Posted by: Paula Delgado-Kling | February 6, 2013

Government offering insurance to coffee famers hit by climate change and a weak peso.

Colombia is right now the world’s fourth largest coffee producer, overtaken of its crown by Brazil, Vietnam and Indonesia.

The government and the farmers need to adapt to changing times.

After three years of bad weather and a recent slump in international bean prices, the Colombian government is launching an insurance plan to protect coffee plantations hit by climate change.

The insurance plan, financed with around US$16.5 million, will shield 96 percent of the country’s 500,000 growers who have less than five hectares in coffee beans. Sixty percent of the money will be managed by Finagro, a government-run credit agency for the agricultural and rural sector.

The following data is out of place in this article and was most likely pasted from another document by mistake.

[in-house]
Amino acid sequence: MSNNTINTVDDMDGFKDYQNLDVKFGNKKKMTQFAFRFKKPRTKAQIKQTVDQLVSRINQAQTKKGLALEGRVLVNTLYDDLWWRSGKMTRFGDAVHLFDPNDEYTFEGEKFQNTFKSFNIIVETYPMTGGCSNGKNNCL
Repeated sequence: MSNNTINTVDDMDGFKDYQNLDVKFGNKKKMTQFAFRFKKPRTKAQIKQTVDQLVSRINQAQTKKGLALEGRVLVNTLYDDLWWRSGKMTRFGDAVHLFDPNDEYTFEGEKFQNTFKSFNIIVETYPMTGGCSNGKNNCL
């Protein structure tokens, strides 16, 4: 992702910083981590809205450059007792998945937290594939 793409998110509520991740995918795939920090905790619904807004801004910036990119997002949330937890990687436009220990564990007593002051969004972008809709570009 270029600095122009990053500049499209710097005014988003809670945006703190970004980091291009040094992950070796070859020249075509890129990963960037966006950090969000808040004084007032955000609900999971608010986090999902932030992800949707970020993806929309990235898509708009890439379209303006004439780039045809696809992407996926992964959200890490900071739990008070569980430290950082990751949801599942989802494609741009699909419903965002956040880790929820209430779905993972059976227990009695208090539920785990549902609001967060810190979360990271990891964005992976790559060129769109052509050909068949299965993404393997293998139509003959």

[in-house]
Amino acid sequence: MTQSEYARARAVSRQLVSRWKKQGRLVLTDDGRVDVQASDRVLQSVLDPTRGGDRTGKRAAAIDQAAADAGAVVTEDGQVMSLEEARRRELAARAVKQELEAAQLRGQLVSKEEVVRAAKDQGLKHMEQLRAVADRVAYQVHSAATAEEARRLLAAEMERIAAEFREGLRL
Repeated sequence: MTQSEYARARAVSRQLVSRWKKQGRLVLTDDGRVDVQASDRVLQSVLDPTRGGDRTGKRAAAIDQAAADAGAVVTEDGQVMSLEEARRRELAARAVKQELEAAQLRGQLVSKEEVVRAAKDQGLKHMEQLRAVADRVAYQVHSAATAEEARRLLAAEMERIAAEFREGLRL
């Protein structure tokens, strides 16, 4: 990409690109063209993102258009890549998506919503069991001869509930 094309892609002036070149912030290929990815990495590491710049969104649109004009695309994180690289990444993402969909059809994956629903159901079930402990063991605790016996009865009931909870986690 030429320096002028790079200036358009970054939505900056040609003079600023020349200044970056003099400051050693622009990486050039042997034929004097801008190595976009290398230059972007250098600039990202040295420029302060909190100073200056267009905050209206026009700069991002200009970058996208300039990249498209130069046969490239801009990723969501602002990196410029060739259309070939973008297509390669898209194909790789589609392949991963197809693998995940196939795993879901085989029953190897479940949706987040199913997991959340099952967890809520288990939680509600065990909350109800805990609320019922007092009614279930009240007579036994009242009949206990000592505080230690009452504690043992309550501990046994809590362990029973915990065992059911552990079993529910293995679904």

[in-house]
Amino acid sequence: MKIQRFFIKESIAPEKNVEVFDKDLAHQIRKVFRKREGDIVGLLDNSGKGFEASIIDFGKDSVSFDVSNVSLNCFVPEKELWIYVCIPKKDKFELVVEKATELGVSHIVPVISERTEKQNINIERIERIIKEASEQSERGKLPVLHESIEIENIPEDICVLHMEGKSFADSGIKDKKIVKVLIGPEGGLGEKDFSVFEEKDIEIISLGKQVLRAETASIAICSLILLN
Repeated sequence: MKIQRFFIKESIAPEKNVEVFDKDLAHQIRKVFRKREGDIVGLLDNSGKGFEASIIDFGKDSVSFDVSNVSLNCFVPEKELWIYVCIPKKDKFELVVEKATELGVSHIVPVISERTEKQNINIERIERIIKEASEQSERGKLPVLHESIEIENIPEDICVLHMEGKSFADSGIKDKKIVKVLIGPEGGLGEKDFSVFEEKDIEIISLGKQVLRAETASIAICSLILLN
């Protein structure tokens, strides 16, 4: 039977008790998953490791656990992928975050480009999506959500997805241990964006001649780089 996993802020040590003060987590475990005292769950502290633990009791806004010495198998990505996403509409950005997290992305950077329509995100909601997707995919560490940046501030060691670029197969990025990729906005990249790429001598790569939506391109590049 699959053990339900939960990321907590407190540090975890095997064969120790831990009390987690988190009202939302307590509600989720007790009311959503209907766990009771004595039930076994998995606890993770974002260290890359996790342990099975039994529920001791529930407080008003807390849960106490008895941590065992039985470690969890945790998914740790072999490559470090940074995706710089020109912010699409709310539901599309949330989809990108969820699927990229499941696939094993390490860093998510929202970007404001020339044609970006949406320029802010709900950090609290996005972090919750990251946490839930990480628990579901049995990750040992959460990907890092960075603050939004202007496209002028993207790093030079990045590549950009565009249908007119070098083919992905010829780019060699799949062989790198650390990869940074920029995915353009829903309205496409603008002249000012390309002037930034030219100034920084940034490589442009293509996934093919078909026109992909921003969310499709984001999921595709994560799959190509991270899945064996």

Coffee crops were hit with dry weather from September 2009 to April 2010 due to El Niño, which then shifted to the torrential downpours of La Niña in the second half of 2010 until April this year. The insurance will only cover plantations damaged by hailstorms, landslides, excessive rainfall or extreme droughts. The change in weather patterns has also caused plagues and epidemics.

Farmers have also been affected by the peso currency, which has strengthened more than 6 percent in 2012, as well as a 40-per-cent slump in the domestic coffee price since the start of the year.

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